Well … we had a good look at the Edu Tech Developers Guide and the extensive website. We can see that the Innovation Clusters are modeled after tech/entrepreneur start ups but . . . this cannot be done for free. Top-level creative talent should not be asked to work for free. And that is what is truly missing in educational products aimed at the public school market. The life and spark of the creative mind, which will engage the students of today and tomorrow and inspire them to achieve and excel. Here’s a suggestion: if our country’s priority is to invest in the education and achievement of our young people, why not take a page out of the military technology book? I just watched the (appalling, but that’s another story — all male, almost 100% military tech) show about “American Geniuses” — Robert Oppenheimer vs. Werner Heisenberg. The show told the story of how Brigadier General Lesley Groves recruited Oppenheimer to head the Manhattan Project, because Oppenheimer was able to concisely state the three barriers to producing an atomic bomb. Oppenheimer, Breit, Manley, Serber, Bethe, Teller and the others were not asked to work for free. Some team members (1963 Nobel Laureate Maria Goeppert-Mayer) did work for very low pay.
It’s time that these matters be taken seriously and it wouldn’t hurt to look at the end customers in the process. They are students, teachers and parents. In a larger sense, our entire society.
Having recently watched both the National Spelling and Geographic Bees, I think it’s fair to state that today’s top students are excelling beyond the abilities of students in previous generations. I do not have a means to evaluate, but my sense is that students with different learning abilities are also excelling beyond those with different abilities in the past. That leaves everybody else. That leaves the unchallenged, unengaged students who don’t know what it is they could be good at, who lack practice in using the vast array of technology we have for the benefit of their cognitive, emotional and social development. That does still leave our teachers alone in their classrooms, barriers between them and students, them and parents, them and administrators.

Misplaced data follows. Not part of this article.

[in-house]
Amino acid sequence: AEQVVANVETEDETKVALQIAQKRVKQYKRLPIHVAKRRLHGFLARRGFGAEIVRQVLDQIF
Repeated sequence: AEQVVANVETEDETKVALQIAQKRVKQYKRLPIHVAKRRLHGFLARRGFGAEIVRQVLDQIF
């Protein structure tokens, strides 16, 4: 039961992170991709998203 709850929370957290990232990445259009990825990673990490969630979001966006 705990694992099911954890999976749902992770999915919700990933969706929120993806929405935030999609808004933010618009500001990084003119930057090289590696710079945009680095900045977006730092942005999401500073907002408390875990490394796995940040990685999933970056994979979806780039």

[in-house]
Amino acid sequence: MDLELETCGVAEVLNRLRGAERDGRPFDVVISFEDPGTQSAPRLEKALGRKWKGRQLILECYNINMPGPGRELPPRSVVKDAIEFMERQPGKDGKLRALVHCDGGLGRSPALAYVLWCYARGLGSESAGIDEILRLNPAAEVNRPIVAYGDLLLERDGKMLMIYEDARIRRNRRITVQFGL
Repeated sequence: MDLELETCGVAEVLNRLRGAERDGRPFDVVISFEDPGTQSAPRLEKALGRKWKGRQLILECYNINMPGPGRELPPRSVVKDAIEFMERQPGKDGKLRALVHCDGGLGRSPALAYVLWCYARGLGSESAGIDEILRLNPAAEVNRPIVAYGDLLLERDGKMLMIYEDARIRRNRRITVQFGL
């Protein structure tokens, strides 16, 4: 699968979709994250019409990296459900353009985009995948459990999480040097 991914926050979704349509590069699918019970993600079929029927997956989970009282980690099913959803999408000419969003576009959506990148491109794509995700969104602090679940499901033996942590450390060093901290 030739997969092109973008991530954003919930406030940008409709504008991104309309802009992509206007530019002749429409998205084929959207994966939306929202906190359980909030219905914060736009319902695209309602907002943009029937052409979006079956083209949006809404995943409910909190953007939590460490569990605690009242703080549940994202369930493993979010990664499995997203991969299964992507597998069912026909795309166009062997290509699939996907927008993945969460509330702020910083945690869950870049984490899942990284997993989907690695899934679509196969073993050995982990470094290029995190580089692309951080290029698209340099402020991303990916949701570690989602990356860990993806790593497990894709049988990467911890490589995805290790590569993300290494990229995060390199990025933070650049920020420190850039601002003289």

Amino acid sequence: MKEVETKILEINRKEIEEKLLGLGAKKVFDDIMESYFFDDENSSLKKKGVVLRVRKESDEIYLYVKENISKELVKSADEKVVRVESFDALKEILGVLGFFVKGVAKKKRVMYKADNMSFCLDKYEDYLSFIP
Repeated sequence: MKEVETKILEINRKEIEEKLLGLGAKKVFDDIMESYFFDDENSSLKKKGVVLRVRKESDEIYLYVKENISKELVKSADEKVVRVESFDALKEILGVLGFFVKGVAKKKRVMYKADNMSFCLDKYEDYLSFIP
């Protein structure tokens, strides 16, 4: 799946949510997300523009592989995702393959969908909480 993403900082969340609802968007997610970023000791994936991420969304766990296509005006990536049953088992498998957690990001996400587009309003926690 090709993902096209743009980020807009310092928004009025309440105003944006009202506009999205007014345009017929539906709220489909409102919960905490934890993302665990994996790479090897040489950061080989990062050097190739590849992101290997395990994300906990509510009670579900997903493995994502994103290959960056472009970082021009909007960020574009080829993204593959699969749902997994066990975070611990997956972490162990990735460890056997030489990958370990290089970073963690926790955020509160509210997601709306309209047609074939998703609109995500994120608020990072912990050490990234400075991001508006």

And I do know: if we have a genuine commitment to revolutionize learning and the classroom and support this incredible system that has, in fact, changed the world — the system that makes it possible for me to type what I am here today in the way I am doing it — it cannot be done for free. One missing element in our educational system and process isn’t just app or game development, it’s creative spark, vision and talent. The money isn’t there and there is no incentive, even as much as every single creative artist, producer, musician, designer and writer out there would love to reach children and help our educational system, supporting teachers, students, parents and the community as a whole.
Now I will use some harsh words, though I wholeheartedly support your efforts. If you find someone with cash to develop something and allow them to do this, they would not be doing this out of the “goodness of their hearts” but a desire to make money, and possibly, a desire to socially engineer kids. And to date, there has been little to nothing developed in the educational market that provides even adequate pay to creators, much less appropriate, fair and decent pay, benefits or any type of job security. As teachers advocate for better pay (of course they should receive more), retirement benefits, and health benefits, these products they use are made by indentured servants engaged by corporations that exploit. With such a process, how could one expect results that will truly serve our students and teachers?
I hope I have made myself crystal-clear.